Fate intervened one day, when Waggener found Gean's name on a fellow Dallas pastor's website. In 2009, he eventually got Gean on the phone, traveled to Dallas, and uncovered a handful of unreleased material. Don't Let Me Fall, 2009's 11-song LP, was Heavy Light's first release, and the first proper full-length for the Relatives, 30 years after forming. Now, Waggener says, they're like extended family.

"They know they have to come back with a bullet," he adds. "Gean was sweating it while [Tommy was ill]. He toured solid through the '50s to the '90s, so he is on top of things like that. He's aware of what it is to be a working band. He sees the big picture. He defers to [me and Charisse] to hip him to what's going on today, but the general framework, he totally gets that. He's the leader of the band. It gives me some insight on how James Brown might have run his band."

That was apparent last month, when the Relatives did a taping for KLRU in the old Austin City Limits studios. The group, dressed in impeccably tailored, matching suits, was at full force. The crowd, a mix of Austin musicians, record collectors and students, gathered at the edge of the stage. During the extended breakdown of "Don't Let Me Fall," Cedric, Tommy, Tyron and Gean all moved right and left in unison, a physical manifestation of their faith — something those outside the church don't often get to see.

Gean (left), Tommy (right) and The Relatives
Gean (left), Tommy (right) and The Relatives
Gean (left), Tommy (right) and The Relatives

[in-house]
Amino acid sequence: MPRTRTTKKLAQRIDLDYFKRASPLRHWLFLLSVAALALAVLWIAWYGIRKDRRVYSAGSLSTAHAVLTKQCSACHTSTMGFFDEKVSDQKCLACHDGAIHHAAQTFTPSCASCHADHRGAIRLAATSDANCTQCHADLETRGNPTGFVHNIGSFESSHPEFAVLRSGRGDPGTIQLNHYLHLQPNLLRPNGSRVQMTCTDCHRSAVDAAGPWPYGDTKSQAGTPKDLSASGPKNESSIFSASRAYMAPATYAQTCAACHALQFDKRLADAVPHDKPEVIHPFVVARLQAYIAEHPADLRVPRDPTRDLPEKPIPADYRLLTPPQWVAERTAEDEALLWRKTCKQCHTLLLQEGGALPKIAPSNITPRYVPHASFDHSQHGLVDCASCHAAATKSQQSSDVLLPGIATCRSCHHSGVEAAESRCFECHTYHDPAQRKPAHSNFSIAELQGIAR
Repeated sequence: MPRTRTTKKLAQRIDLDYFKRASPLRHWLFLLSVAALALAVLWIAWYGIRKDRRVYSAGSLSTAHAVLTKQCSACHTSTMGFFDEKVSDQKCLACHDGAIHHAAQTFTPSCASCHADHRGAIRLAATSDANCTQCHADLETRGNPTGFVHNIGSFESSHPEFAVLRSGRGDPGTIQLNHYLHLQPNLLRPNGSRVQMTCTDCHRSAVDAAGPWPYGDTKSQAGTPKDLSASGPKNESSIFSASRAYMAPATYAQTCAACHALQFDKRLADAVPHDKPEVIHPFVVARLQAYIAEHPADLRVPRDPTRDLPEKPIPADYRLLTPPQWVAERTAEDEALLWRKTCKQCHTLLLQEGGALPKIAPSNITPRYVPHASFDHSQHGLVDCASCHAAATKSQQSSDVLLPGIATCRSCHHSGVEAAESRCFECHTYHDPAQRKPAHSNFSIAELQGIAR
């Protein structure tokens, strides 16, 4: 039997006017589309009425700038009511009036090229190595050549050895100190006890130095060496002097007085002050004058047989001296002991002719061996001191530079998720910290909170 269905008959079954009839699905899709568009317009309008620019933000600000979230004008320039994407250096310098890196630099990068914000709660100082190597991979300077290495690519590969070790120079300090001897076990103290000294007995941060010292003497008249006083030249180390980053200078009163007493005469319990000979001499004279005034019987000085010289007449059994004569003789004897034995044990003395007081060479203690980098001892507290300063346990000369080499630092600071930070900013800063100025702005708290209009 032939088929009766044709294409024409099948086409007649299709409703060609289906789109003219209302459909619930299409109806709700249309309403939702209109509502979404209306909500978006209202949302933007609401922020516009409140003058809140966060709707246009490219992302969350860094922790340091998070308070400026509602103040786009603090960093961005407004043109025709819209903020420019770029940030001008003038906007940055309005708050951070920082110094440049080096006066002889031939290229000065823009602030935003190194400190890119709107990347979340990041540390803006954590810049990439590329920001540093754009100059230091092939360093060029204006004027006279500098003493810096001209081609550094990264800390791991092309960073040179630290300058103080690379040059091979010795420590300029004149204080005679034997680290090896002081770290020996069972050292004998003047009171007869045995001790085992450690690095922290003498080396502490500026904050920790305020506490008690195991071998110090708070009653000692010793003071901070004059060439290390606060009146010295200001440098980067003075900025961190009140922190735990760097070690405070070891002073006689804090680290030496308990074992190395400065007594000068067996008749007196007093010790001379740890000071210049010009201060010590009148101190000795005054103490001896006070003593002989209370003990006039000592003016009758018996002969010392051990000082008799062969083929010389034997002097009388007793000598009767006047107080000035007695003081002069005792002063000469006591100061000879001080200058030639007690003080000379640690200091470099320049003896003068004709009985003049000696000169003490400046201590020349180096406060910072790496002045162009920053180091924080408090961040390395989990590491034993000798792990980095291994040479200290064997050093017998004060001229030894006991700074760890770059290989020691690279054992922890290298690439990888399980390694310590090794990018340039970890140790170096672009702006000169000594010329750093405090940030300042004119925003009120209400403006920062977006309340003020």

The Relatives headline Bridge-o-Rama on Saturday, March 3, on the Ben E. Keith Stage, 312 Singleton Blvd. The event starts at 1 p.m. and also features Rattletree Marimba, Quimikoz Del Son, Possessed by Paul James and Home by Hovercraft.

The final song was new, and Tommy and Gean apparently wrote it the night of the taping. It certainly had that James Brown feel, and Black Joe Lewis guitarist Zach Ernst, who performed with them that night, should also get a nod for stepping in and refreshing the sound. "Gean's the force that keeps it authentic," Waggener says. "But Zach comes in and makes it more powerful."

Add to that the fact that Spoon's Jim Eno is producing their next album, and the Relatives' second act comes into focus a bit more. You can't help but believe fate is as much a part of their foundation as faith. I ask when they started recording the new songs, and Gean doesn't miss a beat.

"Um, 1971."

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If he truly believes that "god is in control", why'd Tommy have surgery to remove his cancerous prostate? Didn't baby jeezus want him to have that?


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I was at the show at the Loft when they played w/ Black Joe Lewis. It was out-of-this-world insane. Truly one of the more memorable concerts I've ever been to.

Then Black Joe Lewis came on.

Just two different worlds, sounds and vibes. Relatives ARE the sound. BJL are trying to make that sound. Not saying the latter isn't good but hey just ain't got no soul.

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